Meet the new players spending big on StreetEasy’s lead-generation tools

RE/MAX and Century 21 among the firms buying leads

TRD New York /
Nov.November 17, 2017 07:00 AM

Diane Ramirez and Michael Napolitano

Halstead Property is targeting buyers from Midtown to Hudson Heights, while RE/MAX is going after Bay Ridge and Bensonhurst. LG Fairmont is courting buyers citywide, and a Texas-based Keller Williams franchisee is making moves on the Upper West Side.

These are just some of the firms advertising via StreetEasy’s Premier Agent and Premier Broker programs, according to data obtained by The Real Deal.

Although some of the city’s top brokerages initially knocked the platforms — which let agents and firms purchase buyer leads in specific ZIP codes — they’re now betting on neighborhoods.

Among the largest of the new users is Halstead Property, which began testing Premier Broker two months ago because “[StreetEasy has] the market share,” said Jim Cahill, chief information officer at Terra Holdings, the parent company of Halstead and Brown Harris Stevens.

While BHS is not participating in Premier Broker, Cahill said Halstead has opted to experiment with the program — which lets firms purchase bundles of buyer leads from the online listings platform. Its future spending “will be dictated by how successful the test is,” Cahill added.

Although Halstead CEO Diane Ramirez was not among those who publicly blasted StreetEasy’s lead-generation program, the two companies have tussled in the past few months. Halstead discontinued its automatic listing feed after StreetEasy introduced a $3-per-day fee to post rental listings.  Instead, the firm is sending sales and rental listings to the Real Estate Board of New York’s new residential listing system (RLS).

Other new players include BOND New York, which was among the group of firms — including Corcoran Group and Douglas Elliman — that said it would give Premier Broker a try this summer.

As of last month, co-founder Noah Freedman was advertising in nine ZIP codes, including the Upper West Side and Chelsea. “Leads are only as good as the systems and people that nurture them,” he told TRD via email.

Perhaps the most surprising participant is the Heyl Group, a Central Texas-based Keller Williams franchise, that is currently advertising in six ZIP codes in New York such as the Upper West Side, Upper East Side and Greenwich Village. The team is headed by Tim Heyl, who in Texas is known for scaling his business by using buyer leads. Heyl and his colleagues closed $463.5 million in deals nationwide last year, according to Real Trends.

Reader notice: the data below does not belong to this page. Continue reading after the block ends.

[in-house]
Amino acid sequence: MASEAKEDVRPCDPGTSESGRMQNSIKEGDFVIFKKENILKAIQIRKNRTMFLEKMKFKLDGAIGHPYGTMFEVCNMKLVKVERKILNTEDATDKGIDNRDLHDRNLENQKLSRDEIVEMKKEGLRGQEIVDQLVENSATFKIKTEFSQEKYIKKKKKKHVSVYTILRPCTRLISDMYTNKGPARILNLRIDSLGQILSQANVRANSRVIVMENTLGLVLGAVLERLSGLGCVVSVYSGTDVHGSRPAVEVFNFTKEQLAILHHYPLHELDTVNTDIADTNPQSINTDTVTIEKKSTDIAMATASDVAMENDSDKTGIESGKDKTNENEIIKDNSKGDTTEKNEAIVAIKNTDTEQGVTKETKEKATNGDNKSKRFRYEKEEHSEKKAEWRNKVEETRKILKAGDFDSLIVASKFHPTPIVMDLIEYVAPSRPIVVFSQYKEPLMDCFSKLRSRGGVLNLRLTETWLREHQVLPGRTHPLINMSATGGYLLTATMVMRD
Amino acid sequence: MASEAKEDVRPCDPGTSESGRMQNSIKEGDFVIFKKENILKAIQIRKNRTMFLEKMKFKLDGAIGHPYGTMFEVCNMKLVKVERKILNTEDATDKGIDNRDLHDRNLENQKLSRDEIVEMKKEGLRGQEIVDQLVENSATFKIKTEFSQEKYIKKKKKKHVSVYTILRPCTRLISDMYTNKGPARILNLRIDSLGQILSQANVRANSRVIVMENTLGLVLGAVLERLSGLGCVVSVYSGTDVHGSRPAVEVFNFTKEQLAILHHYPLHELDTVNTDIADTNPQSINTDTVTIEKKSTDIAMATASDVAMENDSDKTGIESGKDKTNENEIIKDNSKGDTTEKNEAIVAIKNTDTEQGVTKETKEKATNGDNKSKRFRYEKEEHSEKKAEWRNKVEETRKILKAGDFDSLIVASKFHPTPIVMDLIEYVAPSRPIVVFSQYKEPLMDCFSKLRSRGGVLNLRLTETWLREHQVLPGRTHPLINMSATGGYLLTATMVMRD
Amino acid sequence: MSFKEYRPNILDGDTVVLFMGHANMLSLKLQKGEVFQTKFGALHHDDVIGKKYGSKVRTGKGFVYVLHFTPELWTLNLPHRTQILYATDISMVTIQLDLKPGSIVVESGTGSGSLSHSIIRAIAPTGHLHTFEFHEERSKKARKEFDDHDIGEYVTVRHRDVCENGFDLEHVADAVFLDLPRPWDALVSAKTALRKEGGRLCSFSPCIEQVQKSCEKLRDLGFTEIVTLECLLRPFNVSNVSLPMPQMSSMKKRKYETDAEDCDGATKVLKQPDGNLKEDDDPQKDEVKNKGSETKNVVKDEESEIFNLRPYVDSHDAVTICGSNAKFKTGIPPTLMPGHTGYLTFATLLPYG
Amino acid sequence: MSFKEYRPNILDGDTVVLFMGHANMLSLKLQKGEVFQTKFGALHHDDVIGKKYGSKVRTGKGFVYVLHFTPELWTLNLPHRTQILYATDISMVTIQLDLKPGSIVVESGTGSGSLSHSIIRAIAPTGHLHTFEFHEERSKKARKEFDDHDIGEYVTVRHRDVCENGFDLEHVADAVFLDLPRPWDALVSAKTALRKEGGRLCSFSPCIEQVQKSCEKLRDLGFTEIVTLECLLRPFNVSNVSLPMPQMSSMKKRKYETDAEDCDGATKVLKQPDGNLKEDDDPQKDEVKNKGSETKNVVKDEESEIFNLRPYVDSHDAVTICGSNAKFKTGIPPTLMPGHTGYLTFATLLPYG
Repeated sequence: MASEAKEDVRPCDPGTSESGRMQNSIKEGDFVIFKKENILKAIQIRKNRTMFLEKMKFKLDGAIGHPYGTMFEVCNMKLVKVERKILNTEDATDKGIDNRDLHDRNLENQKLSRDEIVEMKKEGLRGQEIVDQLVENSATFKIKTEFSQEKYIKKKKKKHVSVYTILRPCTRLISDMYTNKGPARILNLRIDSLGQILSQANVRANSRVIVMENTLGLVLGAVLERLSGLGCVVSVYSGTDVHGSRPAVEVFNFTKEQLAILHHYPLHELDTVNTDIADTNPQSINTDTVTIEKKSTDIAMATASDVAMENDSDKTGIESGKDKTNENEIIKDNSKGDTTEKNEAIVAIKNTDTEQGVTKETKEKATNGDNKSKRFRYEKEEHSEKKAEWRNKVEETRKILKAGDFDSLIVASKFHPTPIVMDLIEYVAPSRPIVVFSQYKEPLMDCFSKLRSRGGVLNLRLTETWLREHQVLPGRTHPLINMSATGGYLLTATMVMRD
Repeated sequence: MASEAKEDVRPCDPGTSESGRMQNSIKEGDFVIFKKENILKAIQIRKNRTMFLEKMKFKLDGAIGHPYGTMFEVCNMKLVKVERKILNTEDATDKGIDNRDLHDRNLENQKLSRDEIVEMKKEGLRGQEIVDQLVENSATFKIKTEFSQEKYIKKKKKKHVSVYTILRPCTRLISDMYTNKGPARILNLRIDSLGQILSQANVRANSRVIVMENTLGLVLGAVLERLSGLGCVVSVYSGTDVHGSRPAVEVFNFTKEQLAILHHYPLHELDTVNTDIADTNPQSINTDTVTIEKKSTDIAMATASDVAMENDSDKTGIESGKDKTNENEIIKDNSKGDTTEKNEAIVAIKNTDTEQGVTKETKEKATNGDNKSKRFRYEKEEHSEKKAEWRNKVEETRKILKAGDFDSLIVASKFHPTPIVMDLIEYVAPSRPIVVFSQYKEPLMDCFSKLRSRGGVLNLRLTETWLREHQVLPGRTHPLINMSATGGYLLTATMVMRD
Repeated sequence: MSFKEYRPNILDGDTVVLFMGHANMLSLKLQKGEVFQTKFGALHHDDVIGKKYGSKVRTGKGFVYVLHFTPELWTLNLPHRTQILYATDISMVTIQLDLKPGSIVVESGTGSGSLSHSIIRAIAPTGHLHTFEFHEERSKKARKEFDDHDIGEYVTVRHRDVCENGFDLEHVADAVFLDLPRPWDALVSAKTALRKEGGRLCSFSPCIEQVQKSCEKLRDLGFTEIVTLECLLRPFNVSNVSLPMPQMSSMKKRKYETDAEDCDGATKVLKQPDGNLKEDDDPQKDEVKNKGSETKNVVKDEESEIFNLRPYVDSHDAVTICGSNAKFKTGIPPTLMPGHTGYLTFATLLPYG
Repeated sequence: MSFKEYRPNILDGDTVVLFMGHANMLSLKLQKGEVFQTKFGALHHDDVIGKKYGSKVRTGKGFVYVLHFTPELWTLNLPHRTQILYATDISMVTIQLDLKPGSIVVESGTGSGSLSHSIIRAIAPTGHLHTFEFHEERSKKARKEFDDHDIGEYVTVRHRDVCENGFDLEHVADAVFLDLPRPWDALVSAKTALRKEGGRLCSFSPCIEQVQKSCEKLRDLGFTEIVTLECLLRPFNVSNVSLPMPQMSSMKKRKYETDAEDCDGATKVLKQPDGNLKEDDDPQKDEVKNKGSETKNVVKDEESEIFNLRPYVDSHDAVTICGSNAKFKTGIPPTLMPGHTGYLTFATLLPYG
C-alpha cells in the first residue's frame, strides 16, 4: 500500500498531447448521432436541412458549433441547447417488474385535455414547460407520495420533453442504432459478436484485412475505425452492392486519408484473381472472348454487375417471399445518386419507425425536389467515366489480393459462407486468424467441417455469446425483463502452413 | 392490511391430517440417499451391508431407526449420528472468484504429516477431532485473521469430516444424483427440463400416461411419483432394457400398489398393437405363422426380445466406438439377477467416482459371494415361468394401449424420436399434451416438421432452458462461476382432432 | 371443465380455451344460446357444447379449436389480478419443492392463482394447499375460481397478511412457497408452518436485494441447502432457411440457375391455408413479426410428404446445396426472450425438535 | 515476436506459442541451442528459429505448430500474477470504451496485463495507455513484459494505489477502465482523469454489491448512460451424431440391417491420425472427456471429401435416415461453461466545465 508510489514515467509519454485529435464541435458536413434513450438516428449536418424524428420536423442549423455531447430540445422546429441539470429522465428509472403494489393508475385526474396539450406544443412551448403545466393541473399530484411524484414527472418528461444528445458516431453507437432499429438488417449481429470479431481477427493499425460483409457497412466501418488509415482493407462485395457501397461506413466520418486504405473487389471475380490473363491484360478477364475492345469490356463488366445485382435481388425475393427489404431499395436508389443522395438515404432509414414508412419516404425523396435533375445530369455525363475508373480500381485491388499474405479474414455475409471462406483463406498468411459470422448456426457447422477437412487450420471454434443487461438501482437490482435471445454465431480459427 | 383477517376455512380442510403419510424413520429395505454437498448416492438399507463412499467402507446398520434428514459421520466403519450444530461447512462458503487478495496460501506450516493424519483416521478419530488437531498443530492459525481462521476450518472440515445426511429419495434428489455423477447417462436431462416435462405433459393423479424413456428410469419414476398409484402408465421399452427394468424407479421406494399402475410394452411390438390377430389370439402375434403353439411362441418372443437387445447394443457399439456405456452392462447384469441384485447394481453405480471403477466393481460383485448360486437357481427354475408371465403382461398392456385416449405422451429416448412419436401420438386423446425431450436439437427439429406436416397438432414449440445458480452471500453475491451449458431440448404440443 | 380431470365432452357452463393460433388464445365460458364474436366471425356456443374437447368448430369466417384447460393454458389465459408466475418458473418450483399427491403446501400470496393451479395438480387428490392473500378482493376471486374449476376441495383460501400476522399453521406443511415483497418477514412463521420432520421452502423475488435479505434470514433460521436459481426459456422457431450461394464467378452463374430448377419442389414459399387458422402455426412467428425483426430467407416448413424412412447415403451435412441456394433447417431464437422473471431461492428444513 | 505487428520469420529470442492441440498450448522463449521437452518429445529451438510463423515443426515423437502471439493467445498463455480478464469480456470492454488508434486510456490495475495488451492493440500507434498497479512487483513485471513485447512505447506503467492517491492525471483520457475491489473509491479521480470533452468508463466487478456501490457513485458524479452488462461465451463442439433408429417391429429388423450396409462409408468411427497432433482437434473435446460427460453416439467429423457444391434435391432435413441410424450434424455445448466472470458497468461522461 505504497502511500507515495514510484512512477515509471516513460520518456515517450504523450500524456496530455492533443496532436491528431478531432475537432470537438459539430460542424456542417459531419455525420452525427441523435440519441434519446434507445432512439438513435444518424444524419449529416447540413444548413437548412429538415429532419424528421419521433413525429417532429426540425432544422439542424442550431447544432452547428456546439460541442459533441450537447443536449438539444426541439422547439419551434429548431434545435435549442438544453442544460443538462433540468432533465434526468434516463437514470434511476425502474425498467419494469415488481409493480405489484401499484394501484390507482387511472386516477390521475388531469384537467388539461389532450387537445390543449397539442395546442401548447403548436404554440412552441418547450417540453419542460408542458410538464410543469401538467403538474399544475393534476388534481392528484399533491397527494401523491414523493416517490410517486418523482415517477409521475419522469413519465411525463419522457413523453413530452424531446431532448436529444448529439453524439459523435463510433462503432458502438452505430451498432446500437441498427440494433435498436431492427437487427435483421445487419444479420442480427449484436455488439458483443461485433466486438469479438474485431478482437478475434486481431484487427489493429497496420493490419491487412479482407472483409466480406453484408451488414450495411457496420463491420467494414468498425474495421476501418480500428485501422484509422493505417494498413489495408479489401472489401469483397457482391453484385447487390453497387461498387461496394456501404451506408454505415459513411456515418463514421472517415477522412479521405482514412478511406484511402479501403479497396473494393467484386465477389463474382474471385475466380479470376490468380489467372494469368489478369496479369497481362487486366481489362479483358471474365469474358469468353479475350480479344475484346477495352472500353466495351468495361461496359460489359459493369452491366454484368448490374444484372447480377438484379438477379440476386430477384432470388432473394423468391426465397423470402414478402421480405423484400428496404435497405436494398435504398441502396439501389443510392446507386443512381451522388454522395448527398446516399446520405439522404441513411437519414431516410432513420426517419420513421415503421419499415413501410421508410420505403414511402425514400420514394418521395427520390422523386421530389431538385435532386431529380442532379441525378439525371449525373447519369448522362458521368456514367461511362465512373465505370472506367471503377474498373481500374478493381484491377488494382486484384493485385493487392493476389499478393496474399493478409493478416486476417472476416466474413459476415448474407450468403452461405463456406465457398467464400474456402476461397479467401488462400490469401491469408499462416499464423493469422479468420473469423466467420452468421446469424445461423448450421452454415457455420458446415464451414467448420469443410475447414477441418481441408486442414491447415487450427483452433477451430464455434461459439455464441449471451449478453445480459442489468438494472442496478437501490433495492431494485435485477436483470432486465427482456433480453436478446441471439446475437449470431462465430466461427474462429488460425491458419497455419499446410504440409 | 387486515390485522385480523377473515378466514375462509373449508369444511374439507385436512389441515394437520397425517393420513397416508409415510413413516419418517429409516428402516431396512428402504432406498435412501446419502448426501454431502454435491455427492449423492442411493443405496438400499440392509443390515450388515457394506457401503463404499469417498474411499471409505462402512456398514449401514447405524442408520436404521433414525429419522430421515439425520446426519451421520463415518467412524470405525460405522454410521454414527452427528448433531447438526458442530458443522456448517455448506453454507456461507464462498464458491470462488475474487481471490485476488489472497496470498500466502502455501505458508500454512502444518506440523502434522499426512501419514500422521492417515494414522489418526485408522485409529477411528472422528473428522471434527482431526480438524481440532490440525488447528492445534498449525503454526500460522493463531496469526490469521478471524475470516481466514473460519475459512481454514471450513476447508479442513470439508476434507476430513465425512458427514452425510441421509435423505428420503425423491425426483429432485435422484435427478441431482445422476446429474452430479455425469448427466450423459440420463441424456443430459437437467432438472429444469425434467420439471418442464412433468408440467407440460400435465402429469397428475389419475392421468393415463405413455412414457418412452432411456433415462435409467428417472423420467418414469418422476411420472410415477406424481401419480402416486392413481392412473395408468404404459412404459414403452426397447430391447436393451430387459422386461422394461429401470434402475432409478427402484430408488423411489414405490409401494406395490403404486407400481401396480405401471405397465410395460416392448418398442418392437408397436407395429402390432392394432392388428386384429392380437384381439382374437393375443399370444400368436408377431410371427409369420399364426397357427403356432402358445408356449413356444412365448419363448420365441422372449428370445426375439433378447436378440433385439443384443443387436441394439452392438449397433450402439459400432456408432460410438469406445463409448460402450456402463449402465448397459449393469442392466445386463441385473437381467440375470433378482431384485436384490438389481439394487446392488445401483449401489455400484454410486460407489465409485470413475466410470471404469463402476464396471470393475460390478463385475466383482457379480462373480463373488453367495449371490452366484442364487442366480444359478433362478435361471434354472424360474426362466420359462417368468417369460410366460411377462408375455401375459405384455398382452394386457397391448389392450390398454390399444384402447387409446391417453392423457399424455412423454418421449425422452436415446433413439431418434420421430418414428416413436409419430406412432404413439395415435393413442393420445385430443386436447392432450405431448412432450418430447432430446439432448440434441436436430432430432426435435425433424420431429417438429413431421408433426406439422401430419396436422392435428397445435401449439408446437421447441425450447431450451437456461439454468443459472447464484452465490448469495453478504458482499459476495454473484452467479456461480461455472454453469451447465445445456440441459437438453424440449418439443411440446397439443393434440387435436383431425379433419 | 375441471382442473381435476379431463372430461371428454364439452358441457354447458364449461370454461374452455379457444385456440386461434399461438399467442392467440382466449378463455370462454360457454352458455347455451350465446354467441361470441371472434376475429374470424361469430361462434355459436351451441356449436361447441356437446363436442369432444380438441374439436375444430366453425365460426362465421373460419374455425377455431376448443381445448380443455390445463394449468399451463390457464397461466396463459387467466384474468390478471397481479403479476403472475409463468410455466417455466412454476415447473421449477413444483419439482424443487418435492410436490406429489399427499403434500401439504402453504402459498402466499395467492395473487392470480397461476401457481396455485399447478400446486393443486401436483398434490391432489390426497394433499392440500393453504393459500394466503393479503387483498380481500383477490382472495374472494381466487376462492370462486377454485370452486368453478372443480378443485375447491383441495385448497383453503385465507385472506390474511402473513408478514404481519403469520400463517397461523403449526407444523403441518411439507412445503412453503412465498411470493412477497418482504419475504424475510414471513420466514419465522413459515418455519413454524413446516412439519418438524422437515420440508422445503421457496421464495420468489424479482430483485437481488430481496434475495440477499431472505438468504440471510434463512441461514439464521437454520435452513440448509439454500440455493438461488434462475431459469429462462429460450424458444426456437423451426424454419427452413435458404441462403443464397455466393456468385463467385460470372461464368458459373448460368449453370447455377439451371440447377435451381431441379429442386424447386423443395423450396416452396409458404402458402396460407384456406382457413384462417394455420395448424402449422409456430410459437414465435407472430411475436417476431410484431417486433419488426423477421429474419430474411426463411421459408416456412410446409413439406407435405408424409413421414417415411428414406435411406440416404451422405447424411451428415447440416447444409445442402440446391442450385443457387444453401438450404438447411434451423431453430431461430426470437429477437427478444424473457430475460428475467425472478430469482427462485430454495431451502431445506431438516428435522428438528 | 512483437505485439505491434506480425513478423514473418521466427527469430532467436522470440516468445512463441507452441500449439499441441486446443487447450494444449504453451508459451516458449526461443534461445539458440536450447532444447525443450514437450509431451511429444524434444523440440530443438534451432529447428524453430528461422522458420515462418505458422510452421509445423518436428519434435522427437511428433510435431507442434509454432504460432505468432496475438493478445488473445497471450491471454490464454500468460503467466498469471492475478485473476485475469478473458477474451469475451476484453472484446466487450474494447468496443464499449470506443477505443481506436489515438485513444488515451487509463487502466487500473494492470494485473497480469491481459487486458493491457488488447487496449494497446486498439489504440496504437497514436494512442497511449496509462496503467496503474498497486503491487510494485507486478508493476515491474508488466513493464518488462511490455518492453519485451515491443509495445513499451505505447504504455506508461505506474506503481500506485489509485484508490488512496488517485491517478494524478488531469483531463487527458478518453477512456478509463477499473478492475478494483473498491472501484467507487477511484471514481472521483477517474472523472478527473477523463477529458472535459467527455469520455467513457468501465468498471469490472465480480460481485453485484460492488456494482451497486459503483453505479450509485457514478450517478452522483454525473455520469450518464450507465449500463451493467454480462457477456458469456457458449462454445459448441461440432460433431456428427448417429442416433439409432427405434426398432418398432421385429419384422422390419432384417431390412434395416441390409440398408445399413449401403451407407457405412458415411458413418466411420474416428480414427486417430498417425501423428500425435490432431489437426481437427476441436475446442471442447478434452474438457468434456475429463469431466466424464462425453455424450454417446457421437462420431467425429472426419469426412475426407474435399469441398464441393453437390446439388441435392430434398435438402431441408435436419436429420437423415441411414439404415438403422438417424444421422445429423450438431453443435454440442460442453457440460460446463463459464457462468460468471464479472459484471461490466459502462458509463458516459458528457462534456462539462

Heyl did not return calls seeking comment, but sources familiar with his team speculated that it collects leads from StreetEasy, vets them and hands them off to New York-based Keller Williams agents.

The influx of participants has made Premier Agent and Premier Broker more competitive — and more expensive, since the programs use auction-based pricing. Some agents who purchased leads through Zillow Group, StreetEasy’s parent company, before the programs launched in New York say it’s too expensive.

“I don’t see it as sustainable,” said Jack Kishk, executive director of a Century 21 franchise in Flatbush. Kishk said he’s spending about double to advertise on StreetEasy compared to three years ago. But instead of receiving 40 leads a day, he gets around 25 a month.

“They’re not taking care of the people who have been with them for years,” Kishk said.

But Michael Napolitano, who owns two RE/MAX offices in Bay Ridge and Bensonhurst, said he has no problem with new competition in the market. “It’s open game,” he said.

Napolitano is one of the agents who took advantage of Premier Agent when it was only offered through Zillow. He estimates that those buyer leads result in around 50 percent of his annual business. “I was an associate broker for 10 years, and buying leads helped me scale my business even bigger,” he said.

Napolitano currently has 20 agents, and purchasing leads help them get a foot in the door, too.

“Agents who are hungry, they get them in hand,” he said, “and they know how to respond to that customer.”


Related Articles

arrow_forward_ios
Zillow CEO Rich Barton (Credit: iStock)

Zillow and Opendoor aren’t making much on home-flipping

This week, the State Department of Taxation and Finance issued a new memo that notably made no mention of condos. (Credit: iStock)

Regulators quietly change stance on condos in LLC law

Realogy CEO Ryan Schneider (Credit: iStock)

Realogy’s plan to stop the iBuyers from gaining a foothold in Chicago

UrbanDigs founder Noah Rosenblatt (Credit: iStock)

UrbanDigs wants to be like “eharmony for real estate” with new lead-gen play

Daily Digest Thursday

Worker killed at Lam Group construction site, Uber signs WTC lease: Daily digest

Developers are offering to pay the increased mansion and transfer taxes to give them an edge in a difficult market. (Credit: iStock)

Amid slow sales, developers give buyers a break on mansion taxes

Triplemint’s David Walker and John Scipione with Hoboken, New Jersey (Credit: iStock)

Triplemint expands to New Jersey

Brokerage firms are strategizing ways to make up losses after the cost of application fees was capped at $20. (Credit: iStock)

Brokerages on rental application fee cap: “It hurts”

arrow_forward_ios